And the four nymphs turned them over, felt them with their experienced fingers, and studied and analysed them so minutely, that their father was plunged into a fearful state of suspense. They exchanged significant glances, smiled scornfully, and spoke in whispers. In the meanwhile the Pensioner was a martyr to such an extreme state of nervous anxiety that his very moustachios were affected.

At last the fanciful beings left the purchases in scornful disdain upon the drawing-room chairs, and ran and locked themselves in Jovita's room, where they remained half an hour in secret conclave, whilst Don Cristobal waited in anxious trepidation, as he walked up and down the corridor like a criminal expecting his sentence.

At last the door opened, and the guilty creature stood awaiting the verdict of the judges. But they maintained a cautious reserve, whilst an enigmatical smile wreathed their white lips. Then two of them put on their mantillas and gloves, and darted into the street, to return in a short time to the domestic hearth with blazing eyes, agitated faces, and in a tremor of indignation.

The pen is powerless to portray the subsequent scene in the Pensioner's peaceful dwelling. What cries of rage! what bitter sarcasm! what hysterical laughter! what wringing of hands! what banging of chairs! and what exclamations of woe! And in the midst of such a scene, terrible enough to strike terror into the heart of the most serene, the four parasols, the innocent cause of all the fray, lay on the ground in ignominious ruin.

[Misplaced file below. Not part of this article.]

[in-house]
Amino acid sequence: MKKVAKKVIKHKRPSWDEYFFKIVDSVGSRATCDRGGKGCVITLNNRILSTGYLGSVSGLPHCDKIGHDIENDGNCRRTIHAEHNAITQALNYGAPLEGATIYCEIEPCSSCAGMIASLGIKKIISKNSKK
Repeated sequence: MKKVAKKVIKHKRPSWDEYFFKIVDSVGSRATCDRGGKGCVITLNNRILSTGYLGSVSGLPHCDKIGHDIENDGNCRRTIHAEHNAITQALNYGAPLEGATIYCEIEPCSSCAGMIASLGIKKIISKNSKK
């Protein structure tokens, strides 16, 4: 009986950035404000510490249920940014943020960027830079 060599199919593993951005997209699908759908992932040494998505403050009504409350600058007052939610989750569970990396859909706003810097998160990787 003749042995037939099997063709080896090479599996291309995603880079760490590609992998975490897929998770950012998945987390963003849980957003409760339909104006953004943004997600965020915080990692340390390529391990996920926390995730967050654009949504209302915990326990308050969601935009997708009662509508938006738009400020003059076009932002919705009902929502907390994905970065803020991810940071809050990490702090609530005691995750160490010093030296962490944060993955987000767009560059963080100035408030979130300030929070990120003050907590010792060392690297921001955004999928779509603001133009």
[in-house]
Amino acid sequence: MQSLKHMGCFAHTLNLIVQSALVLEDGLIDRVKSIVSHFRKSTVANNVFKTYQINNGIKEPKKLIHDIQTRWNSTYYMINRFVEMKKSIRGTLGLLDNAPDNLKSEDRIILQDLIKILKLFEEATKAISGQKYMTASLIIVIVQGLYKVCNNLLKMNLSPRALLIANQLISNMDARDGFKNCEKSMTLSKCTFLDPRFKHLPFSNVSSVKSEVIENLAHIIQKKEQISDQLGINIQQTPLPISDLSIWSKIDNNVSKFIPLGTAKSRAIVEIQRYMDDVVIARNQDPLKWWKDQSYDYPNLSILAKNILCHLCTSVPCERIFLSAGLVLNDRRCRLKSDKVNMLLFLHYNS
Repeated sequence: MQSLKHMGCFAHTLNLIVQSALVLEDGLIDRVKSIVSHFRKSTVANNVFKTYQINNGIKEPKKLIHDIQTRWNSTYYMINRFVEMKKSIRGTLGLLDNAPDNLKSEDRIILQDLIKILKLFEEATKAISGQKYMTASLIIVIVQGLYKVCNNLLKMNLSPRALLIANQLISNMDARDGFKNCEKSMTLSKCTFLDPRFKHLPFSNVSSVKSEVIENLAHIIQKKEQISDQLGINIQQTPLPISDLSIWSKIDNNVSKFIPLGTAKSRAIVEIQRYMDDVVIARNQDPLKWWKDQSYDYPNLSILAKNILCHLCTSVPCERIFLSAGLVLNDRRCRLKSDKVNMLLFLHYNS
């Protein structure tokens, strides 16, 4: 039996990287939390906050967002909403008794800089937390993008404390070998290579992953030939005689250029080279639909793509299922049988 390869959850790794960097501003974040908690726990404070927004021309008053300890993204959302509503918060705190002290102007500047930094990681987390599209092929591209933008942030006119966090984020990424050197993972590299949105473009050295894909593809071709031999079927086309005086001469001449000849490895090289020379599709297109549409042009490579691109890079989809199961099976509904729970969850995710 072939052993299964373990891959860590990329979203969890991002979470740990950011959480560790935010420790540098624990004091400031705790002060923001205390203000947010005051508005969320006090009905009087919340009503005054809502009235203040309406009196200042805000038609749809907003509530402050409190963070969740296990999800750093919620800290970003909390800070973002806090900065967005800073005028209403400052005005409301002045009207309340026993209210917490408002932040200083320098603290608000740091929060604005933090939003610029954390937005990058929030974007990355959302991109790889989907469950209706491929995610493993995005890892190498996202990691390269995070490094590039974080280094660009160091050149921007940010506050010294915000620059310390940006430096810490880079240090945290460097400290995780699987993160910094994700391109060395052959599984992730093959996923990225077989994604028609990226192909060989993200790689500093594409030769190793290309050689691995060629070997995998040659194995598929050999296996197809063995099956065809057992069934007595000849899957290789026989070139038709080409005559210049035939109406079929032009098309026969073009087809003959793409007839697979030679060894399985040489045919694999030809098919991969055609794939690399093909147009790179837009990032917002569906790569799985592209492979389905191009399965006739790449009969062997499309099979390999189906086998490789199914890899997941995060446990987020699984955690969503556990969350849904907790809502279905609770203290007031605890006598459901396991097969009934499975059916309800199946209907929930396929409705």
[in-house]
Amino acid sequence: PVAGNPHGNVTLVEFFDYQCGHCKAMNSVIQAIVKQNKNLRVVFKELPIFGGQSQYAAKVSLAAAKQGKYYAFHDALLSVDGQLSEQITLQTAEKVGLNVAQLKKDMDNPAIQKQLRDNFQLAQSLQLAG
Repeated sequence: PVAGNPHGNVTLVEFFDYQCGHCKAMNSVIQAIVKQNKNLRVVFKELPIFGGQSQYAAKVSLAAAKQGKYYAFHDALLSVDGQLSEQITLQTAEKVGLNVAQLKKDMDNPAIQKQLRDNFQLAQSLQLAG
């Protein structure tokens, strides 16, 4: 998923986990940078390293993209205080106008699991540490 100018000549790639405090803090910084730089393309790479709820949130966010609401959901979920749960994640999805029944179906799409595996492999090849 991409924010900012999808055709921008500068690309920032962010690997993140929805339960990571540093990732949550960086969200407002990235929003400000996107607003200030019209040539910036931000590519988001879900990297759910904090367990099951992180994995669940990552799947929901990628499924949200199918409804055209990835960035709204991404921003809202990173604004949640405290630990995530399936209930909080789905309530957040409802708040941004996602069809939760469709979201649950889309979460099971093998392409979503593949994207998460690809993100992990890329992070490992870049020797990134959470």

With the exception of these periodical disturbances which upset the somewhat weak nerves of the Pensioner, his existence was very calm and peaceful, for the numberless, but valuable, little attentions which make life pleasant were never wanting. His daughters were careful about having everything in order, and in its place. His shirts and underclothing were kept in perfect order, his cravats, made from old material, looked as fresh as if straight from the hosiers, his slippers were always ready when he came home, the water put for his foot-bath on Saturdays, his cigar before going to bed, his glass of water with lemon for his morning draught, &c., all went on with the sweet and regular mechanism so pleasing to the aged.

It was true that with four daughters it did not represent much trouble, especially if they were not under the dominion of some fancy or desire. But the sight of some new-fashioned hat, the news of the arrival of a dramatic company, or the announcement of some party at the Casino, would be enough to cause the wildest excitement, in which every other consideration went to the wall, and they were seen flying off to the dressmaker, glove-shop, and perfumer. As these wild freaks of fancy did not harmonise very well with the prosaic details of existence, a slight disorganisation ensued; but Don Cristobal bore these disturbances with composure. After a short time of chaos, order returned, and his life resumed its usual peaceful course. The names of these daughters, in order of age, were as follows: Jovita, Micaela, Socorro, and Emilita. In appearance, they were four insignificant beings, neither beautiful nor ugly, graceful nor ungraceful, young nor old, sad nor vivacious. There was nothing remarkable in any one of them, and yet by the domestic hearth the character of each was quite distinct. Jovita was sentimental and reserved, Michaela was quick tempered, and Emilita was the liveliest of the party. Don Cristobal was greatly exercised on two subjects, one was the reduction of the army and the other was the marriage of his four daughters, or at least two of them. The first project was in a fair way to success, for political opinion inclined in its favour, but as for the other, I am sorry to say that there seemed no likelihood of its realisation. In spite of sacrificing many comforts to dress expenses, and frequenting the promenades, and the Quinones' balls with a regularity deserving success, the precious gifts of Hymen were not attained.